The rains started early in the week and it has rained almost non stop ever since. It was never destructively intense, but steady. Inch after inch after inch fell, and soaked deep into the ground. Today, Saturday, the clouds have cleared for a time, leaving a beautifully flooded Laguna de Santa Rosa and huge puddles all around, all brightly intense in the sunlight. The plants are celebrating. It will probably still end up being a dry year, but it will not be disastrously so. Spring will be its usual lush and abundant green.
Our local season and Ostara’s symbolism have moved into perfect harmony.
Wiccan Sabbats celebrate our Wheel of the Year, and like the phases of the moon, the Wheel of the Year symbolize to us the stages of life, from birth to death to rebirth. All things are born, grow, die, and then return to wherever it was that they came. Four Sabbats are “Greater Sabbats” originally linked with Celtic agricultural cycles: Brigit, Beltane, Lammas, and Samhain.
The other four “cross quarter” Sabbats are correlated with the solstices and equinoxes. Over the next few days we Witches and many other Pagans will celebrate Ostara, the Spring Equinox.
Equinoxes are times of balance between day and night, light and darkness. But the balance is dynamic, lasting a day, before shifting into playing a role in that greater balance that is the Wheel of the Year. For me this sense of balance should be the dominant theme of either Ostara, or Mabon, the Fall Equinox. But otherwise they are very different Sabbats, for after Ostara the light will continue to grow, whereas after Mabon, it is darkness that increases.
My altar will be bedecked with bright yellow daffodils and the blue of rosemary. Tomorrow, if I have my act together and it isn’t raining I’ll hike out to the Laguna for sunrise. (It might rain for many more days according to the weather and I’ll happily give up sunrise for that.)
I have been too engrossed in doing much more than this because I have been working to meet a deadline for a big writing opportunity. A little pamphlet a few of us created for the Praxis Peace Institute to respond to the libertarian subtext in the movie Thrive led to a publisher asking for a more complete criticism of libertarian politics. My share of our project needs to be done tomorrow. In a way that is another transition point as well and fits this time.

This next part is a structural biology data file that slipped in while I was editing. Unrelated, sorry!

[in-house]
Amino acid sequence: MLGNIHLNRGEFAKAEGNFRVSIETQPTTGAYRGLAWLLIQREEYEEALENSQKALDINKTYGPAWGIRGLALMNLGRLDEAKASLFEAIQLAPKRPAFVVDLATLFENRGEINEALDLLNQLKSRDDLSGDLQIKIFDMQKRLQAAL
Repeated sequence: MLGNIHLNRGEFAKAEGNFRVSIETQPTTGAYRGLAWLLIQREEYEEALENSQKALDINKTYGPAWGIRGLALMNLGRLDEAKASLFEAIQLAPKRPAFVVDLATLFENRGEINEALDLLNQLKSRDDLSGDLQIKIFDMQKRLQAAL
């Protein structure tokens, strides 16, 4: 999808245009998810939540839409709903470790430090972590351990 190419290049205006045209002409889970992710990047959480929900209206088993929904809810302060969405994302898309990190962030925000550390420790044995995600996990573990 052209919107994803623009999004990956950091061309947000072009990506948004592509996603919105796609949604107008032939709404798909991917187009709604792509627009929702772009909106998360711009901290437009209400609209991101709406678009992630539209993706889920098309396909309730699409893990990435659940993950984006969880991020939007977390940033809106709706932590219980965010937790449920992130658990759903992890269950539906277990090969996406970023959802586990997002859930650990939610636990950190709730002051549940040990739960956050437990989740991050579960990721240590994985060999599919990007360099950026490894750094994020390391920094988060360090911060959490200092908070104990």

I’m a political scientist by training, and for thirty years I have been gradually working my way out of a strongly libertarian position while preserving its important insights. All this time I have been striving to share my work with others of that persuasion. Mostly this has been frustrating because so many libertarian scholars were more interested in promoting an ideology than thinking about addressing its weak points or about how to ground it better in speaking to human needs. But I am persistent to a fault.
Finally, at the end of last month my connections with the libertarian establishment came to an end due to some less than honorable actions on their part. I will not go into details because they are irrelevant in this context. But it meant there was no longer much point in trying to address their scholarly side because it had become, for most, nonexistent except as an adjunct to their political agenda.
About the same time I was asked to write a long critique addressed to a non-libertarian mostly progressive audience! I would be making the same arguments and offering the same insights as before, but presented not “in house” to ultimately hostile audience uninterested in ideas except as weapons, but rather outside, to bolster criticisms and deepen understanding. From the vantage of Ostara’s symbolism, the appropriateness of this shift is striking. I am working with the same ideas (balance) but have shifted from one audience to another (from non-receptive to receptive).
That the chapter will be done tomorrow, on the equinox, seems very fitting.